Liberals, Christian Dems & D66 willing to reign together; Wilders: Excluding PVV "undemocratic"
After all of the larger parties' leaders gave their coalition wishes through to coalition scout Edith Schippers, it is clear that the CDA, D66 and VVD are all willing to work together. A fourth party will be needed to give the coalition a majority, and the most likely candidates seem to be GroenLinks and ChristenUnie. So far the PVV hasn't been mentioned in any ideal cabinet, except on the PVV's own wish list. Leader Geert Wilders called it "undemocratic and unmarketable" if his party is not part of the coalition negotiations, the Volkskrant reports.
All party leaders spoke to the press after their meeting with Schippers, whose job as scout is to listen to what the party leaders want and then to set up a report with the most promising coalition formations.
VVD leader Mark Rutte was first to meet with Schippers this morning. Rutte said that he'd want to rule with the CDA and D66. He also said that he'd prefer to have a majority in both the lower house of parliament and senate, which means that a fourth party will have to join the coalition. He named GroenLinks, ChristenUnie, SP and PvdA as possibilities for the fourth party. The VVD's priorities in the next government are the transition to sustainable energy, tax cuts and tax reform, job opportunities, elderly care and police and justice. Ruling with the PVV is not an option, according to Rutte.
The CDA is also willing to work with the VVD and D66, and thinks GroenLinks and ChristenUnie should be considered as possible fourths. Party leader Sybrand Buma said that he advised Schippers to "determine with which parties programmatic negotiations can be launched". He also said that he has no preference between ChristenUnie and GroenLinks for the fourth party.
Alexander Pechtold of the D66 agrees with the D66, VVD, CDA team up and thinks that GroenLinks should definitely be the fourth. He wants to form a coalition with "the largest party and the winners of the elections" - hence those four parties. According to Pechtold, this forms a government "from the political center". He acknowledged that the PVV aso won seats, but governing with Wilders is not an option for him. The D66 priorities in the next government is climate policy, integration, a humane asylum policy, labor market reform, more money for education and a stronger Europe.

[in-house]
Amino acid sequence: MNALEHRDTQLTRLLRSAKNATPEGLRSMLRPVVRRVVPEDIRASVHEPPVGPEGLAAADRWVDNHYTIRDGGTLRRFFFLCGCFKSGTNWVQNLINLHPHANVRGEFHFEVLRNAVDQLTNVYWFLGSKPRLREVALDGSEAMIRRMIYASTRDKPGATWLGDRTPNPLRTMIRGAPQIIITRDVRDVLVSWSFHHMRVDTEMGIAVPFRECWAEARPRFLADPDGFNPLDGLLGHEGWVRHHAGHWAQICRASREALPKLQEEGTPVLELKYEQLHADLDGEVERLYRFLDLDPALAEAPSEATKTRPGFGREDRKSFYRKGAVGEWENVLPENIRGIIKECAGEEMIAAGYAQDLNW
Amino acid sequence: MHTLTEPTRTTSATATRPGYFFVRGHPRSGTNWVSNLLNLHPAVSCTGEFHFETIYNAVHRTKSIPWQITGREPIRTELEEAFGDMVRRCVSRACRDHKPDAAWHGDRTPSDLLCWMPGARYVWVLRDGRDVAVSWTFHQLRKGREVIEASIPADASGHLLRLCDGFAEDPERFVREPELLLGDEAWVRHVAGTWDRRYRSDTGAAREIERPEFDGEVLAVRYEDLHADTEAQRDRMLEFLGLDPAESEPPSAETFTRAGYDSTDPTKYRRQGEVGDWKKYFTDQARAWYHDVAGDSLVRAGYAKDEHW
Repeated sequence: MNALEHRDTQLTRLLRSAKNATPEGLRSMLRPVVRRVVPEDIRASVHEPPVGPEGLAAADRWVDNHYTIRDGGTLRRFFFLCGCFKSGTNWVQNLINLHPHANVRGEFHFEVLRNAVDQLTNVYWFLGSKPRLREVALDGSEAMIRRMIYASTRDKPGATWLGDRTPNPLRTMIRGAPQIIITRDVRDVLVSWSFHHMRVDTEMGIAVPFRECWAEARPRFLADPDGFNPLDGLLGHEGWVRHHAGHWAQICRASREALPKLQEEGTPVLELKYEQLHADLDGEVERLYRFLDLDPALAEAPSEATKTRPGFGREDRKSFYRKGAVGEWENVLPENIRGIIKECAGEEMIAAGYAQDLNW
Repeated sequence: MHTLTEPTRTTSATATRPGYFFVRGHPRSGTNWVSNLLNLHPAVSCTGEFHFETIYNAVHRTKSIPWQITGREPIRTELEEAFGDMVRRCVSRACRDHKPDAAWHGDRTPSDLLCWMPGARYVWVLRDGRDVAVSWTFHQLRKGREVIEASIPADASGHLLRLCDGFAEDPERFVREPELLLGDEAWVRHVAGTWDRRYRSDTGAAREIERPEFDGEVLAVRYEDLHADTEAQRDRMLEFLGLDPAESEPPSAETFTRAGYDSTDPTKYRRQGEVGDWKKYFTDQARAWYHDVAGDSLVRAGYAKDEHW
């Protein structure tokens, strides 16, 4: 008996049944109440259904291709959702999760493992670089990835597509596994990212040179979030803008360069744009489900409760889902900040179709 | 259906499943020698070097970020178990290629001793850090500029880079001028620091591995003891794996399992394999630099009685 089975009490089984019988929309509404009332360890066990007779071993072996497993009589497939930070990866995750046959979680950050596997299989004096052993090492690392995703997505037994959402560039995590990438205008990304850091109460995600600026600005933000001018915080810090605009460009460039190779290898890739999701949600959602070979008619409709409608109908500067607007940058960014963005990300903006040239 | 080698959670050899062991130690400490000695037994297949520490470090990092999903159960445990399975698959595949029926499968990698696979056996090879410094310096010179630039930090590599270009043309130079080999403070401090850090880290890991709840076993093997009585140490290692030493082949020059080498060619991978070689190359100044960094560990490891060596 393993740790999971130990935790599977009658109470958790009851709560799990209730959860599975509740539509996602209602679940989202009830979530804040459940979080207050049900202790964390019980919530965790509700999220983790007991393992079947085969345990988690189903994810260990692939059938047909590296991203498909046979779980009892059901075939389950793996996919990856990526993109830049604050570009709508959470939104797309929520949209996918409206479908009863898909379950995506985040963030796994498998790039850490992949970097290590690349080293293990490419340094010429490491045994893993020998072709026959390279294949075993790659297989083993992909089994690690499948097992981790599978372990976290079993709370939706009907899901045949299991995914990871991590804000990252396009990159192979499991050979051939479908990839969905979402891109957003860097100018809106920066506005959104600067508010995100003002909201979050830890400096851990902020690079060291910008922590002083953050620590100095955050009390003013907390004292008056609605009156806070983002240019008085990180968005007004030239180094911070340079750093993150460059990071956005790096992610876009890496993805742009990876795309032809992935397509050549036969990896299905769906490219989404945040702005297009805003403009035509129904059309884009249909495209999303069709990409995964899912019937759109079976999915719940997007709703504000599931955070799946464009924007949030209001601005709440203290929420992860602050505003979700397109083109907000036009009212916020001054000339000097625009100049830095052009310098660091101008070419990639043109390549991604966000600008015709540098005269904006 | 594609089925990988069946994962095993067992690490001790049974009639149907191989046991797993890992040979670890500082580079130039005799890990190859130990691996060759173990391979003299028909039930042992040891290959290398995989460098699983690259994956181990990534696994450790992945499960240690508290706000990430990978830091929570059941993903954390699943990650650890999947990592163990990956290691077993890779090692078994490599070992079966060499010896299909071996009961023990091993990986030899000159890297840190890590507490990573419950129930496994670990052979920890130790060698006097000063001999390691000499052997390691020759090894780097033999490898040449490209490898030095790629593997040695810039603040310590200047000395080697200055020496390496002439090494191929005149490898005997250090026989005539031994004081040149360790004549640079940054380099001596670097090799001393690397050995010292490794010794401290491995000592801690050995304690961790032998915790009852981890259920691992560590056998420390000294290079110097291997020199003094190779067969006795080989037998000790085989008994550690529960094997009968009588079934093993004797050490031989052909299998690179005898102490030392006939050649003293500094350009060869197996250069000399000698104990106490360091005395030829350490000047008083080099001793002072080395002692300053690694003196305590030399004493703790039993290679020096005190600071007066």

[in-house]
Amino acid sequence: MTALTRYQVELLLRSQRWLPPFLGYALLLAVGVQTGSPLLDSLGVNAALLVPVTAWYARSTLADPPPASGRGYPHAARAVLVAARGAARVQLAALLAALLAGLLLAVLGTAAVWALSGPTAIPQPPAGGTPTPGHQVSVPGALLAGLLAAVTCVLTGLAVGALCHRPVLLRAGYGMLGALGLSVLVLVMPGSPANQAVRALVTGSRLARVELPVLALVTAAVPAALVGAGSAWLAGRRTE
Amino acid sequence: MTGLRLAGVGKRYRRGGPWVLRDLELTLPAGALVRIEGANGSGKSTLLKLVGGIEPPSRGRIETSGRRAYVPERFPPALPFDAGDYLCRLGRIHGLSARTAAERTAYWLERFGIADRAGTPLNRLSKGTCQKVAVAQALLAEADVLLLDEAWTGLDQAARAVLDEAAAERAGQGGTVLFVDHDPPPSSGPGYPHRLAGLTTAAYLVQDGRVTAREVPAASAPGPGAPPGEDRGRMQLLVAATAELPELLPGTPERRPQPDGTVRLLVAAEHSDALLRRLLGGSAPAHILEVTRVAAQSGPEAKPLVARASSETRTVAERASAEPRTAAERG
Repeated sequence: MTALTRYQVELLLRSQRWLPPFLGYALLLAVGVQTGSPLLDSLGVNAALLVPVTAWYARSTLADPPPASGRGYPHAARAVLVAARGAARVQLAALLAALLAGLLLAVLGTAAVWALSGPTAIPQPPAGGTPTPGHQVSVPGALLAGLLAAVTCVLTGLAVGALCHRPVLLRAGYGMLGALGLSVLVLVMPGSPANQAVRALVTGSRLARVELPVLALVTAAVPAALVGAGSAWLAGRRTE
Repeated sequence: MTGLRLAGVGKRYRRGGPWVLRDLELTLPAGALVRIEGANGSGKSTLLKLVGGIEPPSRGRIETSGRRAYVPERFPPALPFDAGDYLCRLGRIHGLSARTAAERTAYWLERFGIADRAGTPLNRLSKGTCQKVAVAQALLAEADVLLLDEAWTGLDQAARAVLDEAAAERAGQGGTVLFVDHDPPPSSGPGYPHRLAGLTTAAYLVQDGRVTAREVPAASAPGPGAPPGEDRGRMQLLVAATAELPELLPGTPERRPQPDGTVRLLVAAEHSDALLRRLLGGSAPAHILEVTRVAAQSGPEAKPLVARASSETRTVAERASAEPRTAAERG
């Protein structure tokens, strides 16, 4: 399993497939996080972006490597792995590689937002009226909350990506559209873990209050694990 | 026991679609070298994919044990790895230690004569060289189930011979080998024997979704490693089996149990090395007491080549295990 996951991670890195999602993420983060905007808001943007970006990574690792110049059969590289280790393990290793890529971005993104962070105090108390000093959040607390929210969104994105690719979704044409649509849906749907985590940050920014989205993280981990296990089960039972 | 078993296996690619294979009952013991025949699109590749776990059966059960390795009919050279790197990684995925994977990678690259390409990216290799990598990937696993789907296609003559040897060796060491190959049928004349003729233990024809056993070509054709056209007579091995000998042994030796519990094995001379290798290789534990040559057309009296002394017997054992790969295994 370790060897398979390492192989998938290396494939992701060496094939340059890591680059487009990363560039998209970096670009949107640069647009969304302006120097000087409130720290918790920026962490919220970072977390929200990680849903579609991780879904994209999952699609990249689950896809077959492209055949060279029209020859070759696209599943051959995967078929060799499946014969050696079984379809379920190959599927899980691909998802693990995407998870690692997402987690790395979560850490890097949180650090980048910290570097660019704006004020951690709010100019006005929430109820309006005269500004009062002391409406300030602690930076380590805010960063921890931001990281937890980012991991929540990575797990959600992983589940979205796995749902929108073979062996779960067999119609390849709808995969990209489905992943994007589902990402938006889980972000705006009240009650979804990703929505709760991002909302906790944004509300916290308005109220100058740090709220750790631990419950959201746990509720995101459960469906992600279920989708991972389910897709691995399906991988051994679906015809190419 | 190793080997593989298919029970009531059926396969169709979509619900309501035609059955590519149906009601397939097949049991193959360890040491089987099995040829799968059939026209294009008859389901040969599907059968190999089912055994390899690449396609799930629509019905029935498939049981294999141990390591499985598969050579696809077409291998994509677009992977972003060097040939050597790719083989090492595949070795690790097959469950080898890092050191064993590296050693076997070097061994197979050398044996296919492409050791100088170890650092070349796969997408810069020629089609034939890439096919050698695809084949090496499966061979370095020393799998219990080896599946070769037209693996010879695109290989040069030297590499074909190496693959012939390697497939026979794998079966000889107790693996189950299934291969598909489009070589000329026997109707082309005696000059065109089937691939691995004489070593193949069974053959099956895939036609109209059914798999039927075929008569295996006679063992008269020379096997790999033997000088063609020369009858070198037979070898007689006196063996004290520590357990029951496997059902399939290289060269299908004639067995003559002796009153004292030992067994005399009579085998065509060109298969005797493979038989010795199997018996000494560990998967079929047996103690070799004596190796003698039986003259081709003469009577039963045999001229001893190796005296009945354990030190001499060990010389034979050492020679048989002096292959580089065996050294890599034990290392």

GroenLinks leader Jesse Klaver wants a "Christian progressive" coalition with the CDA, D66, PvdA, SP and ChristenUnie. Together these six parties represent 80 seats in pariament. GroenLinks' priorities are the climate policy, the social policy and humane asylum shelter.
The fact that no one so far mentioned the PVV in their ideal coalition, and the D66 and VVD explicitly ruled the party out, did not stop leader Geert Wilders from making his wishes known. He wants to rule with the VVD, CDA, 50Plus, SGP and FvD. Together this combination has a majority in parliament an the senate, according to the Volkskrant. According to Wilders, in terms of content these parties agree on the issues of immigration, healthcare, pension and Europe. "I see enough connections to talk to these parties about a coalition", Wilders said.
He also said that if the PVV is not part of the coalition negotiations, that would be "undemocratic and unmarketable", NOS reports. "You can not ignore 1.3 million voters in advance", he said.
Last year Wilders said that he would not rule wit the VVD if Rutte is still leader of the party. Given his coalition preference, it seems he is willing to consider it after all.
Schippers is also meeting with the leaders of the SP, PvdA, ChristenUnie, PvdD, 50Plus, SGP, DENK and FvD this afternoon. The last meeting is scheduled for 7:15 p.m. She hopes to have a report on the coalition possibilities ready by Wednesday so that the new parliament can debate it on Thursday.